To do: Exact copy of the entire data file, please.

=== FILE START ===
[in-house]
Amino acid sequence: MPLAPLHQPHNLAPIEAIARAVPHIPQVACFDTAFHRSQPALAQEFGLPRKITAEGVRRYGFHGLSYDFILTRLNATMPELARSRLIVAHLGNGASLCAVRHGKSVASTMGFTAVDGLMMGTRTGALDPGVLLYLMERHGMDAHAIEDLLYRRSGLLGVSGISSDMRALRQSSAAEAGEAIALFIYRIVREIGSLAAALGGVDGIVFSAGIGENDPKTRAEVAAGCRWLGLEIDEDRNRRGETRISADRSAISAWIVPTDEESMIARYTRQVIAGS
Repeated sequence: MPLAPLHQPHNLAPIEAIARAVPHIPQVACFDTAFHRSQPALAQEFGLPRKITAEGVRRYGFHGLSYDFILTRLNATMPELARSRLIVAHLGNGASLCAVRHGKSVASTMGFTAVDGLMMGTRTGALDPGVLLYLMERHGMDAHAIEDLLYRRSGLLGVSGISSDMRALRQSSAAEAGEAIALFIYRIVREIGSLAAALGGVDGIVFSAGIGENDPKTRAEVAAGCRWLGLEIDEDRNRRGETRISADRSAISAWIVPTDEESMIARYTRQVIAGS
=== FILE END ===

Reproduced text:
[in-house]
Amino acid sequence: MPLAPLHQPHNLAPIEAIARAVPHIPQVACFDTAFHRSQPALAQEFGLPRKITAEGVRRYGFHGLSYDFILTRLNATMPELARSRLIVAHLGNGASLCAVRHGKSVASTMGFTAVDGLMMGTRTGALDPGVLLYLMERHGMDAHAIEDLLYRRSGLLGVSGISSDMRALRQSSAAEAGEAIALFIYRIVREIGSLAAALGGVDGIVFSAGIGENDPKTRAEVAAGCRWLGLEIDEDRNRRGETRISADRSAISAWIVPTDEESMIARYTRQVIAGS
Repeated sequence: MPLAPLHQPHNLAPIEAIARAVPHIPQVACFDTAFHRSQPALAQEFGLPRKITAEGVRRYGFHGLSYDFILTRLNATMPELARSRLIVAHLGNGASLCAVRHGKSVASTMGFTAVDGLMMGTRTGALDPGVLLYLMERHGMDAHAIEDLLYRRSGLLGVSGISSDMRALRQSSAAEAGEAIALFIYRIVREIGSLAAALGGVDGIVFSAGIGENDPKTRAEVAAGCRWLGLEIDEDRNRRGETRISADRSAISAWIVPTDEESMIARYTRQVIAGS